Platform economy: Platforms’ business model
Platform work is a form of employment that uses an online platform to enable organisations or individuals to access other organisations or individuals to solve problems or to provide services in exchange for payment. At the same time, it is a business model applied by organisations to match supply and demand for paid labour through an online platform or app.
Diversity in platform business models: A combination of various elements
With the growth of the platform economy, an increasing heterogeneity within this ‘new sector’ emerges. This not only refers to the types of platform work, but also to the business model followed by the platforms.
- Platform economy repository: Typology of platform work
- Publications database: Platform characteristics
The business model of platforms refers to their main characteristics, including the mechanisms they apply and the services provided. Aspects to be considered in this context refer, for example, to
Type of tasks mediated through the platform : While a few years ago tasks mediated through labour platforms mainly related to online micro tasks with low skill requirements, the portfolio of tasks offered through platforms is continuously growing. This refers to the complexity of tasks and skills levels required (with newer developments regarding demand for higher skilled and more complex tasks), scale of tasks, format of service provision (notably a rapid growth in transport and household services) and sectors/occupations concerned. There is also some anecdotal evidence that services offers of traditional businesses are connected to platforms (e.g. assembly services related to IKEA products).
- Publications database: Work content
Selection mechanism: While the strong reliance on an algorithmic matching process is one of the main characteristics of the platform economy, this can be differently deployed in practice. Matching not necessarily needs to be fully automated through an algorithm. Rather, it can also take place through an offer made by a client or a worker and a response by the respective other party, or through a contest, facilitated by the technology. In parallel, selection mechanisms differ according to who decides upon task allocation: the platform, the client or the worker. Without any strong evidence available, it appears that contest-based platforms are less widespread than offer-based ones, and that mechanisms in which the platforms or clients decide upon task allocation are mostly applied.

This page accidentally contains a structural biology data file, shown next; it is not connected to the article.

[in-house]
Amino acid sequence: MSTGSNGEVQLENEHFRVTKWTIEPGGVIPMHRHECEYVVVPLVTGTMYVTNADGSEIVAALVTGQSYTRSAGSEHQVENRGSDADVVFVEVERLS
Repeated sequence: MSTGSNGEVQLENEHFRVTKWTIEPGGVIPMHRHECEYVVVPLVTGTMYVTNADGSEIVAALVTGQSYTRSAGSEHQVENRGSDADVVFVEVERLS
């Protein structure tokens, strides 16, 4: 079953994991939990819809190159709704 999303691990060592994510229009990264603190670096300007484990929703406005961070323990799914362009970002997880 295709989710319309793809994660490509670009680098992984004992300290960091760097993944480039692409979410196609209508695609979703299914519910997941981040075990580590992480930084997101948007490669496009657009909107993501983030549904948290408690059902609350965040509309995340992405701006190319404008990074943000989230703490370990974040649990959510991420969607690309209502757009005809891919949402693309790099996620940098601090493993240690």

Degree of intervention of the platform: Platforms are generally described as a business model in between the organisational forms of market and hierarchy. However, in practice considerable differences are observed. While platform-determined platform work resembles more a hierarchical relationship between the platform and the worker in terms of autonomy, control and instructions related to work organisation, online contests follows more the market approach, with a high degree of discretion of the worker. Following Eurofound’s classification, about 30% of platforms active in Europe are organising platform-determined work (that is, with assumed high degree of intervention of the platforms). The dominance of this type of platform work in public and policy debate can be seen not only as an indicator for the concerns related to this type of platform work, but also as a sign of their growth.
Figure: Hierarchy-to-market dichotomy by analysed type of platform work
Source: Eurofound (2019).
Rating mechanisms, reward and monitoring systems and gamification approaches: There is a relationship between ratings and workers’ access to (better paid) tasks. This results in some lock-in effect for the workers as for the time being such ratings or scores are platform specific and hardly portable to other platforms. Due to the relevance of networking and scaling effects for economic success in the platform economy, platforms are eager to deploy a rating/reward system that is attractive for workers while at the same time makes them ‘addicted’ to that specific platform. Some platforms are applying gamification approaches to induce greater motivation and engagement among platform workers in terms of making them compete with themselves and others. Workers’ performance is monitored through algorithms and ratings (with algorithms often determining the ratings), incentivising them to achieve more and improve their position. Such a business model can be appealing to certain groups of workers, notably young, ambitious, higher skilled ones.